THE SEARCHERS (1956) -- My stepfather (with whom I was almost as combative as I was with my stepmother!) is the one who turned me on to this movie at an early age. If this isn't John Wayne's best performance ever, it's damned close as he eschews that wry, in-charge, winking characterization which made him famous and instead presents a driven, almost devastated avenger, searching for a niece who was captured by a terrifying Indian chief named Scar (played by the impressive Henry Brandon.) Enhancing the film are eye-popping shots of Monument Valley, a feisty supporting part from Vera Miles and the rugged yet beautiful charms of one Jeffrey Hunter. That a young Natalie Wood makes a climactic appearance only adds to the fun. Director John Ford truly nailed this one (the final tap being a famed shot of Wayne surrounded by a door frame, still an outsider.)
THE SOUND OF MUSIC (1965) -- The first movie I can ever recall seeing in a cinema, its charms have never left me. The opening scenes of Austria are so luscious and the film only gets better from there with memorable songs, soothing colors and charming performances from a perfect Julie Andrews, a surprisingly sexy Christopher Plummer and the peerlessly elegant Eleanor Parker as a potential spoiler of their budding (and slightly forbidden) romantic feelings. Practically every number was staged in just the right way with just the right locations. Former editor Robert Wise's direction of a sterling Ernest Lehman adaptation ensured staggering success, artistically and financially. Alfred Newman took the R&H songs and crafted a beautifully orchestrated score.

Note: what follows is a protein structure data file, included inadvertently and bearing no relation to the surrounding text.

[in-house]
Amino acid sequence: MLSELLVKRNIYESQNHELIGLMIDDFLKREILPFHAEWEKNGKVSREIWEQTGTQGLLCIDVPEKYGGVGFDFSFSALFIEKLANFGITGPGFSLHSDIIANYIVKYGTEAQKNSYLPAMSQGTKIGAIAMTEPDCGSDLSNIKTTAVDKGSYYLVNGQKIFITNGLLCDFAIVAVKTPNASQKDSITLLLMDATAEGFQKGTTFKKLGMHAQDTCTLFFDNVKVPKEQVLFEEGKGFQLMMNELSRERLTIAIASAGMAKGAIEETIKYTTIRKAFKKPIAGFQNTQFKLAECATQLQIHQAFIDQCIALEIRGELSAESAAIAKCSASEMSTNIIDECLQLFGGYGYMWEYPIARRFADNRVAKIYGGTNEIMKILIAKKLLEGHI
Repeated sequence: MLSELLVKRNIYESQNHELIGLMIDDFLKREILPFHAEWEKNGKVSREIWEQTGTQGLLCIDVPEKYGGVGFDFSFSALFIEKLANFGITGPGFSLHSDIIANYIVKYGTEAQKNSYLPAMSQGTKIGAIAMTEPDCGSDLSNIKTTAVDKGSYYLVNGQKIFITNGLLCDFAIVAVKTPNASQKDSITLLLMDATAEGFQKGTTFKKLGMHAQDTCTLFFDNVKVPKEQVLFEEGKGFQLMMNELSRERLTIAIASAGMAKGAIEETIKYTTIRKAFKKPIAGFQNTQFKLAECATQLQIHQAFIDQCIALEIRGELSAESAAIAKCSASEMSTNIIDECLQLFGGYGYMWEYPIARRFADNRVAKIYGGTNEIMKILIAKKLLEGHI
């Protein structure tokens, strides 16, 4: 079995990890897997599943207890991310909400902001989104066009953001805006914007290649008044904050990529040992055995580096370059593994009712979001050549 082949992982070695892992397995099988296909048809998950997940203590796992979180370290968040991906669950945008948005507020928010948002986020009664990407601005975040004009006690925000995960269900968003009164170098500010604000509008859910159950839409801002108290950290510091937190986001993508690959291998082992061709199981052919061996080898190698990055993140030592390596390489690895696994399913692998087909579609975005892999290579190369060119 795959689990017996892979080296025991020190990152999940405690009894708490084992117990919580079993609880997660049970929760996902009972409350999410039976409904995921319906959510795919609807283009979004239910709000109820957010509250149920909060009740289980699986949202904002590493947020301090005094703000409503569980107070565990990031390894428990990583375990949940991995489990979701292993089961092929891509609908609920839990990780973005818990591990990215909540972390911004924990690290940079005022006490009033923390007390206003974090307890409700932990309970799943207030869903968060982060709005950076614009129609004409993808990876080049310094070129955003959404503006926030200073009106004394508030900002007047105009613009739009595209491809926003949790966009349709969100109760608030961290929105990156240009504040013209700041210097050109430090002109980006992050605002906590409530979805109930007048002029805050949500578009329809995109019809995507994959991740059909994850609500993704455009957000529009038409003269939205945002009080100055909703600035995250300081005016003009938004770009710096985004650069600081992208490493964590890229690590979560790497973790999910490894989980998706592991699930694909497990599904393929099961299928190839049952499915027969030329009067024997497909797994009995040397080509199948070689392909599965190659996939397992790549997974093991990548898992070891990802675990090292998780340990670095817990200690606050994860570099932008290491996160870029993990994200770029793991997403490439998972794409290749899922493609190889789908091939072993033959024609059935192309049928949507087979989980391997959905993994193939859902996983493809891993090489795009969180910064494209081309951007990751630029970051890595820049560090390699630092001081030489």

THE TEN COMMANDMENTS (1958) -- Producer-director Cecil B. DeMille had built a career around elaborate historic and Biblical spectacles and this one (his last as director) was the pièce de résistance. A monumental undertaking, he gathered up a stunning collection of performers to enact the early and middle-aged life of Moses (with Charlton Heston starring, who never looked better than in the opening scenes, and perhaps rarely sillier than in the later ones!) Yul Brynner and Anne Baxter (along with half of Hollywood!) lend more than able support. Virtually every role is played by a familiar and wonderful face. It's unintentionally hilarious time and again, but its striking passion, vivid color and series of effects cannot be denied. Several musical masters worked on the movie's themes.
THE TOWERING INFERNO (1974) -- All my life The Poseidon Adventure was my favorite disaster movie with Inferno a close second, but now they are almost neck-and neck as my appreciation for the mammoth production and the stellar cast has grown over the years. Regardless of the fact that the place practically burns down, the movie presents a glamorous, scenic setting in which I want to exist! Steve McQueen and Paul Newman are rock solid anchors for the famous cast, while the languidly goddess-like Faye Dunaway altered the course of my life in her barely-there gossamer gown and bronzed cheekbones. I never get into a scenic elevator without clasping my hands the way she does. (#crazy) John Williams offered up another terrific score. 
VALLEY OF THE DOLLS (1967) -- Talk about a world I want to live in! Dolls ticks off almost every box for a movie to me (it only fails in having no men that I am in any way attracted to.) I love the way it looks, the way it sounds (even the often-rotten songs!) and the squalid route of its thoroughly over-the-top storyline. Barbara Parkins is a whispering dream girl, Patty Duke makes one excellent shrew and Sharon Tate is lovely beyond words (and heinously underrated as an actress.) But my real thrill comes by way of dragon lady Susan Hayward (in for a swiftly-fired Judy Garland) whose every line is a thing of camp beauty, none ever so much as when she is taking on Duke in the ladies room of a banquet hall. A close friend of mine called this movie "boring" once and it took ages to forgive her (if I even actually have...!)